Three Books Take on the Elements of Style
Sunday, December 23, 2007
Some women awake to a closet full of crisp gabardine suits. Their handbags are tasteful, their shoes well-shined. Perhaps you are one of these women; I am not. My boots are scuffed, my dresser drawers a tangle of socks and belts. And so any book that promises a more winsome wardrobe or a better-organized closet is of interest to me.
The latest passel of fashion advice titles promises quite a bit. Some books live up to the hype, while others contain more hot air than one of last year's bubble skirts. Here, three recent releases of note:
The Little Black Book of Style
By Nina Garcia, Collins, $17.95
You'd expect any book by a "Project Runway" judge to serve up some good dish. Is Tim Gunn that frighteningly articulate in person? Is Heidi Klum that frightening? Well, Nina Garcia's lips are sealed on matters relating to the show -- and that's a shame, because what the Elle magazine fashion director presents instead is the kind of style advice anyone older than 12 has heard before. Among the revelations: Every woman should own a white shirt and a little black dress. Good shoes are important. Style is about clothes, yes, but also "confidence" and "mystery." Um, okay.
When Garcia tries to go high(er)-concept, the results can be head-scratching, as when she praises women who "maintain an aura of eternal style." Huh? Later, Garcia writes that John Galliano's hobo-chic look "was inspired by the homeless people he saw lining the Seine when he was jogging." Statements like these are why the rest of the world hates fashion people; the industry can seem straight out of "Zoolander," with everyone preening and posing, frontal lobes packed full of cotton candy.
The book's saving grace is its lovely illustrations. The work of Ruben Toledo, they're as inspired as Garcia's writing is prosaic. The combination could be like adding a Prada belt to a Wal-Mart frock, but it isn't. Toledo and Garcia are one high-low mix that just doesn't match.
The Little Dictionary of Fashion
By Christian Dior, Abrams, $19.95
Christian Dior abhors women who wear high heels with slacks. To him, the color purple is a hue "full of dangers." As for whether a woman should wear a hat? It's nothing less than "the most pressing problem of this time."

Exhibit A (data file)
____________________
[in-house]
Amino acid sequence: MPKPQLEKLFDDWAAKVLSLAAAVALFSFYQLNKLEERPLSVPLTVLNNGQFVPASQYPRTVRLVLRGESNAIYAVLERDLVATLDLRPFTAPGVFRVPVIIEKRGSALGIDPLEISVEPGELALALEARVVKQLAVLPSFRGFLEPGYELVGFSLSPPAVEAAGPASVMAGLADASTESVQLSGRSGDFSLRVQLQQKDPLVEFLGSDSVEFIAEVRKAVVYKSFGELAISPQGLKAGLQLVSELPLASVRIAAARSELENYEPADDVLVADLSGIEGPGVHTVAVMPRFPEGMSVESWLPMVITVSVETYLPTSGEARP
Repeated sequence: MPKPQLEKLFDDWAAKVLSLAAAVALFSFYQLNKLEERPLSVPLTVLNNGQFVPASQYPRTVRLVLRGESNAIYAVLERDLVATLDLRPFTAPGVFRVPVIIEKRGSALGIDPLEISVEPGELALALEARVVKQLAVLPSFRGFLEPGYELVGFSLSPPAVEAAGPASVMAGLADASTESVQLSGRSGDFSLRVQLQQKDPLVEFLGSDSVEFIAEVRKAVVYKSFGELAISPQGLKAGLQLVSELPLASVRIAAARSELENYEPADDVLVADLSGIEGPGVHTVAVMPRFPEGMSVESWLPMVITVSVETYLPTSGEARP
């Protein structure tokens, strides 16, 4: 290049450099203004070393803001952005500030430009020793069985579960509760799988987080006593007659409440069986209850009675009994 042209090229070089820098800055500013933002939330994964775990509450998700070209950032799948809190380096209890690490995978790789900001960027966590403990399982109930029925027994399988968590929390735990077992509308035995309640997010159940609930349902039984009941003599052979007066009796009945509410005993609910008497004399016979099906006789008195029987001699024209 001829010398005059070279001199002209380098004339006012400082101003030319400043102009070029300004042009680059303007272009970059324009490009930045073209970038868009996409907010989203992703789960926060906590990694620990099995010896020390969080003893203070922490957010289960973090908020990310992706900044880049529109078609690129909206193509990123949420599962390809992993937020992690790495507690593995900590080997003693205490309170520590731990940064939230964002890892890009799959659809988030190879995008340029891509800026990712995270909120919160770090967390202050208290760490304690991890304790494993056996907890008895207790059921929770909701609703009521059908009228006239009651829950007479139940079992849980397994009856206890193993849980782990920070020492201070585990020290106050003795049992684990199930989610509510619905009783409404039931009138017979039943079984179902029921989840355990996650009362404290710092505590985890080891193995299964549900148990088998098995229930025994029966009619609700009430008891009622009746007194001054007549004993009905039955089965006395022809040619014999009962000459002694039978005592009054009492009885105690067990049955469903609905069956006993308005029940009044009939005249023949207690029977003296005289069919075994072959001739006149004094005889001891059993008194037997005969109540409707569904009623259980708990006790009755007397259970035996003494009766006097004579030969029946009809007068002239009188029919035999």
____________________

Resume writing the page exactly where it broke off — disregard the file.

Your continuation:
These statements make a bit more sense when you consider that "this time" was 1954, when Dior's little dictionary was originally published. While it's tempting to view this reissue as merely a blast from fashion's past, much of what the designer says feels surprisingly contemporary. (This places his book in sharp contrast with designer Anne Fogarty's "Wife Dressing," another 1950s advice tome slated to be reissued early next year. The retro read unapologetically focuses on dressing for a happy marriage.)
Dior may have a flair for the dramatic, but most of his missives are about practical ways to add style to everyday life. The book is organized alphabetically; between "Accent" and "Zest," you'll find tips on which colors will flatter your coloring and ways to look chic without spending too much money, ideas that are staples of modern-day advice books. The few entries that feel antiquated are still great fun to read. I am proud to report that I now know the difference between a day frock and an afternoon frock -- and yes, there is a difference.
Style A to Zoe
By Rachel Zoe with Rose Apodaca, Grand Central, $24.99
Hollywood stylist Rachel Zoe pens an A to Z survey of quite a different stripe -- zebra, perhaps? Zoe made her name dressing tabloid fixtures such as Nicole Richie, Mischa Barton and Lindsay Lohan. If you aspire to look like these women, you will find this guide indispensable. If you do not, you might have a good time flipping through it anyway; the book is a narcissistic gem, packed full of photos. Zoe with celebrities, Zoe with fashion designers, Zoe solo. Plus illustrations.
Her premise is that life should be glamorous, and so her list of inexpensive "essentials" includes spiky heels and a faux fur shrug. But this is not merely a guide to dressing; it's a guide to life. Witness the quasi-inspirational sayings peppered throughout: "Dreaming is real," reads one. Perhaps Zoe has spent too much time in that California sunshine?
Still, the author's style is definitely her own, and highly influential at that. Sequined berets and serpent bracelets will never be part of my personal fashion vocabulary, but I admire Zoe for going there. Bad taste is better than no taste -- or so they say.